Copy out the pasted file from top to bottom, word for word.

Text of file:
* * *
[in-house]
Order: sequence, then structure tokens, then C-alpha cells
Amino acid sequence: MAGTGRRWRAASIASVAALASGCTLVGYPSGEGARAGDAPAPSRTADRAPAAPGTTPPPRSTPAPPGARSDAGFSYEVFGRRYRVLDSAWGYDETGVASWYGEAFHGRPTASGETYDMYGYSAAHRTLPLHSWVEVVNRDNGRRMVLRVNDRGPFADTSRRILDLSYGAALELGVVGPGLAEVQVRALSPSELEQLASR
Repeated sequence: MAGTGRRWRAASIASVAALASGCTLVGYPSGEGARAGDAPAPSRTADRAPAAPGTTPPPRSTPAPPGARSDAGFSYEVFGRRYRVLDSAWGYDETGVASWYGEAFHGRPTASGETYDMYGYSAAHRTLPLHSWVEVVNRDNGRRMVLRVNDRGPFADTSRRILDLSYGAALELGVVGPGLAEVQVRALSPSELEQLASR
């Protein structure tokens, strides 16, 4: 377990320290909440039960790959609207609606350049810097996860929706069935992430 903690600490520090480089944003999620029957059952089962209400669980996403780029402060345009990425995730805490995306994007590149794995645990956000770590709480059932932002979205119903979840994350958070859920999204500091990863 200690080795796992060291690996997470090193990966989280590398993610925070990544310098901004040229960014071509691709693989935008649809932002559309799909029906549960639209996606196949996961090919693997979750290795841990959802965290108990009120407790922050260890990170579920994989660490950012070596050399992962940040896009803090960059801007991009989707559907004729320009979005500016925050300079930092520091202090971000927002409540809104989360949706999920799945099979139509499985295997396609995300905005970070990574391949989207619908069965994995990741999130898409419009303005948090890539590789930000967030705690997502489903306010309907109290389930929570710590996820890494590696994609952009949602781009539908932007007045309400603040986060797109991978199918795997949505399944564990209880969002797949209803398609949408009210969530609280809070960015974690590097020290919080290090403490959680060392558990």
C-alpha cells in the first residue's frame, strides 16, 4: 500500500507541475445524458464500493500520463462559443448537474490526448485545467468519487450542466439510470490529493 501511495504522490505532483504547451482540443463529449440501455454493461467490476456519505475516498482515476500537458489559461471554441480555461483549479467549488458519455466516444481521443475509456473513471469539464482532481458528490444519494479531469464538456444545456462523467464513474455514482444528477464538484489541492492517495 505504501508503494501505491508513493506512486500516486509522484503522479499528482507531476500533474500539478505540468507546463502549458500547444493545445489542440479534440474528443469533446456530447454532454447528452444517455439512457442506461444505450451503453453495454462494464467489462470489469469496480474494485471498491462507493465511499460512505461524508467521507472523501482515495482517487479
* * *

[in-house]
Order: sequence, then structure tokens, then C-alpha cells
Amino acid sequence: MAGTGRRWRAASIASVAALASGCTLVGYPSGEGARAGDAPAPSRTADRAPAAPGTTPPPRSTPAPPGARSDAGFSYEVFGRRYRVLDSAWGYDETGVASWYGEAFHGRPTASGETYDMYGYSAAHRTLPLHSWVEVVNRDNGRRMVLRVNDRGPFADTSRRILDLSYGAALELGVVGPGLAEVQVRALSPSELEQLASR
Repeated sequence: MAGTGRRWRAASIASVAALASGCTLVGYPSGEGARAGDAPAPSRTADRAPAAPGTTPPPRSTPAPPGARSDAGFSYEVFGRRYRVLDSAWGYDETGVASWYGEAFHGRPTASGETYDMYGYSAAHRTLPLHSWVEVVNRDNGRRMVLRVNDRGPFADTSRRILDLSYGAALELGVVGPGLAEVQVRALSPSELEQLASR
């Protein structure tokens, strides 16, 4: 377990320290909440039960790959609207609606350049810097996860929706069935992430 903690600490520090480089944003999620029957059952089962209400669980996403780029402060345009990425995730805490995306994007590149794995645990956000770590709480059932932002979205119903979840994350958070859920999204500091990863 200690080795796992060291690996997470090193990966989280590398993610925070990544310098901004040229960014071509691709693989935008649809932002559309799909029906549960639209996606196949996961090919693997979750290795841990959802965290108990009120407790922050260890990170579920994989660490950012070596050399992962940040896009803090960059801007991009989707559907004729320009979005500016925050300079930092520091202090971000927002409540809104989360949706999920799945099979139509499985295997396609995300905005970070990574391949989207619908069965994995990741999130898409419009303005948090890539590789930000967030705690997502489903306010309907109290389930929570710590996820890494590696994609952009949602781009539908932007007045309400603040986060797109991978199918795997949505399944564990209880969002797949209803398609949408009210969530609280809070960015974690590097020290919080290090403490959680060392558990």
C-alpha cells in the first residue's frame, strides 16, 4: 500500500507541475445524458464500493500520463462559443448537474490526448485545467468519487450542466439510470490529493 501511495504522490505532483504547451482540443463529449440501455454493461467490476456519505475516498482515476500537458489559461471554441480555461483549479467549488458519455466516444481521443475509456473513471469539464482532481458528490444519494479531469464538456444545456462523467464513474455514482444528477464538484489541492492517495 505504501508503494501505491508513493506512486500516486509522484503522479499528482507531476500533474500539478505540468507546463502549458500547444493545445489542440479534440474528443469533446456530447454532454447528452444517455439512457442506461444505450451503453453495454462494464467489462470489469469496480474494485471498491462507493465511499460512505461524508467521507472523501482515495482517487479